“Bikram yoga is scientifically designed to warm, stretch, strengthen, and detoxify the body from the inside out,” explains Erin Cleary Cook, owner and director of Bikram Yoga Main Line in Berwyn, Pa.

This yoga method is named for Bikram Choudhury, who began studying hatha yoga when he was 4. By the age of 12, he’d become the youngest-ever national yoga champion of India — a title he held for three consecutive years until his guru asked him to stop competing so other participants could have a chance, Cook says. Bikram continued his athletic career as a marathon runner and a champion weight lifter, setting world records and competing in the 1964 Olympics.

When Bikram was 20, he crushed his knee in a weight-lifting accident and wasn’t expected to walk again. Guided by his guru, Bikram developed his 26-posture series to restore his health and rehabilitate his knees. He quickly developed a following as an expert yoga teacher.

To find out just what Bikram yoga can do for your physical and mental well being, go to

Finally, writer and Bikram yoga enthusiast Melanie Swan decided to take on the 30-Day Bikram yoga challenge by practicing the technique for 30 days consecutively and seeing what it would result in for herself. She chronicled her exploits for The National.

Embarking on something for 30 consecutive days didn’t seem so tough at first. Practising every day allowed me to fine-tune postures to a degree I’d not done before. It was amazing how much improvement I could feel within the first 10 days, certain things finally falling into place. However, I was soon tight and sore, something yoga usually combats for me, and by day five, I suddenly realised there was no “rest day” like I would usually incorporate into training.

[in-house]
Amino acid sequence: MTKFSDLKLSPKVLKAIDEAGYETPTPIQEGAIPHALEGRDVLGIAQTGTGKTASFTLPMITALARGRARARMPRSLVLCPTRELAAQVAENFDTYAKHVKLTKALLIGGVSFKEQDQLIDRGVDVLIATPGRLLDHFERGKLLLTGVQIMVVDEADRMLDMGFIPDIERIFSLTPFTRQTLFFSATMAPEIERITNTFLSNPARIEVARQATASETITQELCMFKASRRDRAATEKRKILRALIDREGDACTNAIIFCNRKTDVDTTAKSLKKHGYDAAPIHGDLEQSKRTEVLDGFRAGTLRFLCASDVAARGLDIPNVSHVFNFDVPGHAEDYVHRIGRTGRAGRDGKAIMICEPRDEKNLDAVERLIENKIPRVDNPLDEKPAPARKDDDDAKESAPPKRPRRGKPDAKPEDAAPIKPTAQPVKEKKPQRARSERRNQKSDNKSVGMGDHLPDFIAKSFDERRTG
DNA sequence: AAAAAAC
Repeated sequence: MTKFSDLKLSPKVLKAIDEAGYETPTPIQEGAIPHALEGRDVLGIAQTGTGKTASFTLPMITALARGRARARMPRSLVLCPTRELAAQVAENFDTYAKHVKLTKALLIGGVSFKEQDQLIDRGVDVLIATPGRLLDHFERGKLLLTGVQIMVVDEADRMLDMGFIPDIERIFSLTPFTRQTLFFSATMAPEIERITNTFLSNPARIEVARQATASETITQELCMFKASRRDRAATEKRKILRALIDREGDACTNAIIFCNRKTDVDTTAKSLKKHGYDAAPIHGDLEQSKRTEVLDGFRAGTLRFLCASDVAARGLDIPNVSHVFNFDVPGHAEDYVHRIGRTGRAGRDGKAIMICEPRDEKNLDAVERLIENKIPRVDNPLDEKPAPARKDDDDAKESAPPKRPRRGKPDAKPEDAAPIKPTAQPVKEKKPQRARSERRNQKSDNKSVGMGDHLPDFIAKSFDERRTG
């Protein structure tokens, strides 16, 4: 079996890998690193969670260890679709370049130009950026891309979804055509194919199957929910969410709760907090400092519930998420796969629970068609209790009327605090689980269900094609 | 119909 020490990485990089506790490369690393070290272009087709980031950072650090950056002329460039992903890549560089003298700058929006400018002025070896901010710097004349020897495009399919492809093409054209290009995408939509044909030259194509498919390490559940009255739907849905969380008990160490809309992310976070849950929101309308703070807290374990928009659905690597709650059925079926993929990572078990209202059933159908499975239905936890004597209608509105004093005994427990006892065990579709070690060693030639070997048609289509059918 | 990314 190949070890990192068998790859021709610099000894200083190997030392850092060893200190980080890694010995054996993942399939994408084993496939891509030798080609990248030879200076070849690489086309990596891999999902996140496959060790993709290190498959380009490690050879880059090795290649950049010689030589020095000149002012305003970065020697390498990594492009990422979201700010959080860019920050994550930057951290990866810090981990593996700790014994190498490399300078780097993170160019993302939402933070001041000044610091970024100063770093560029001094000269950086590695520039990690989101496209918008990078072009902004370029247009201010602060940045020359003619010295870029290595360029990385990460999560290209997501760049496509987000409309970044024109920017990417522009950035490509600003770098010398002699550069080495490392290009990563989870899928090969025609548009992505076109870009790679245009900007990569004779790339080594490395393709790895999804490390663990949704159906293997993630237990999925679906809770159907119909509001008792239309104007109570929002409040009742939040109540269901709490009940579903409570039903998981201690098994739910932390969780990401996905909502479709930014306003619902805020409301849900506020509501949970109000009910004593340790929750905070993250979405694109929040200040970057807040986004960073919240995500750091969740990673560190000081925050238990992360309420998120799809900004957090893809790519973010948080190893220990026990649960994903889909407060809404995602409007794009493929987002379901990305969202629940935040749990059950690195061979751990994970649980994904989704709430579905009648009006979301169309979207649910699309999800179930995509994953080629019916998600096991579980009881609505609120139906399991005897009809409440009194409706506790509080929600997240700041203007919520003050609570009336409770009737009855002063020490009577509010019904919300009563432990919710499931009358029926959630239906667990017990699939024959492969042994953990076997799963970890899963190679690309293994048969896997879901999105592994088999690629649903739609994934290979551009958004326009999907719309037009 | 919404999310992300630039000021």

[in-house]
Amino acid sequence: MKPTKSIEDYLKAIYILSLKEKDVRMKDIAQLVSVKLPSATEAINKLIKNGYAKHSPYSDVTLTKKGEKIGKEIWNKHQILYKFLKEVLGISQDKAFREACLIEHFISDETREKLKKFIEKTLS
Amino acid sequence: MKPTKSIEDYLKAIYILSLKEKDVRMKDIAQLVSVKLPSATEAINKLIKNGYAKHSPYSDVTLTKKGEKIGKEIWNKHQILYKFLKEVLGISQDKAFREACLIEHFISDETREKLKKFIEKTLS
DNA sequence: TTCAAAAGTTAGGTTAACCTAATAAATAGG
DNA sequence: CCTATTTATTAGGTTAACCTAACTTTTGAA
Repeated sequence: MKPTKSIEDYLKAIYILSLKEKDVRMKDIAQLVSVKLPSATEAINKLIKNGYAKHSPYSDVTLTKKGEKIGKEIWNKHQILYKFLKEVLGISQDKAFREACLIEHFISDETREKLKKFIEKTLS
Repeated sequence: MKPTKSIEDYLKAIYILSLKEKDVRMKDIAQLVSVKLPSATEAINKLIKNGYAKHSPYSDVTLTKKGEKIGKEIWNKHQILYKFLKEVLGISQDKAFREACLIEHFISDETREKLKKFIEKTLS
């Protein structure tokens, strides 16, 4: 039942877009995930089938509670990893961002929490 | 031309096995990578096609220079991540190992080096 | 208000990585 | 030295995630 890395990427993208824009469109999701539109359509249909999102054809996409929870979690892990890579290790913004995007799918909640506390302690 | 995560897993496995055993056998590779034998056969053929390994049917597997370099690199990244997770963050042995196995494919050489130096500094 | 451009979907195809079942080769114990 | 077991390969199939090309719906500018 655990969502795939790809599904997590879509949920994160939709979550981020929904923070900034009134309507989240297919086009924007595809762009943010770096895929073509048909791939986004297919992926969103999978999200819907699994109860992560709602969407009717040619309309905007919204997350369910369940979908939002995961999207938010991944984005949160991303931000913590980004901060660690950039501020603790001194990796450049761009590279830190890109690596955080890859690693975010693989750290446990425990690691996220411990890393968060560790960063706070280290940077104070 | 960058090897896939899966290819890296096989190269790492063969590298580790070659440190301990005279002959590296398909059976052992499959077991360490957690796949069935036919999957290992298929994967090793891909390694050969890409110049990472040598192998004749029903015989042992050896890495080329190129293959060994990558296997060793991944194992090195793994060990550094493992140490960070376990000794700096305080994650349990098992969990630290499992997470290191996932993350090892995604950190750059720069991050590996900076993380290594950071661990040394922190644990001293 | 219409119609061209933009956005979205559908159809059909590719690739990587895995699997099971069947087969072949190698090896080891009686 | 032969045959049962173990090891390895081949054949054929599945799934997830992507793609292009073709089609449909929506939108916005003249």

I found the biggest benefit to be what I took off the mat with me into my daily life. Being instructed to breath in a controlled manner, through the nose and not the mouth, is possibly one of the most useful techniques, whether you are trying to control your breathing for sports or when in a stressful situation. Controlling your breath is more challenging than you’d think, but breathing calmly makes for a calmer mind.

Original article here at

Whether you decide to start or to continue practicing Bikram yoga, or if reading these accounts talks you out of it, there’s ultimately a best style for everyone, no matter their age or condition. Be sure to always consult with your personal physician if you intend to start a yoga program. If you’re considering one of the high temperature varieties, make sure your health will allow for it and check with your doctor before hand.

Yoga and meditation techniques can provide many dimensions of health and wellness benefits. The body, mind and the spirit all benefit from walking the path. The longer you walk it, the further you go.

Please share your thoughts and experiences with yoga and meditation here by leaving a comment below. You can also click on one of the numerous like buttons and let others know what about what you may have discovered here.

Through practice, I’ve come to see that the deepest source of my misery is not wanting things to be the way they are. Not wanting myself to be the way I am. Not wanting the world to be the way it is. Not wanting others to be the way they are. Whenever I’m suffering, I find this war with reality to be at the heart of the problem.                                 — Stephen Cope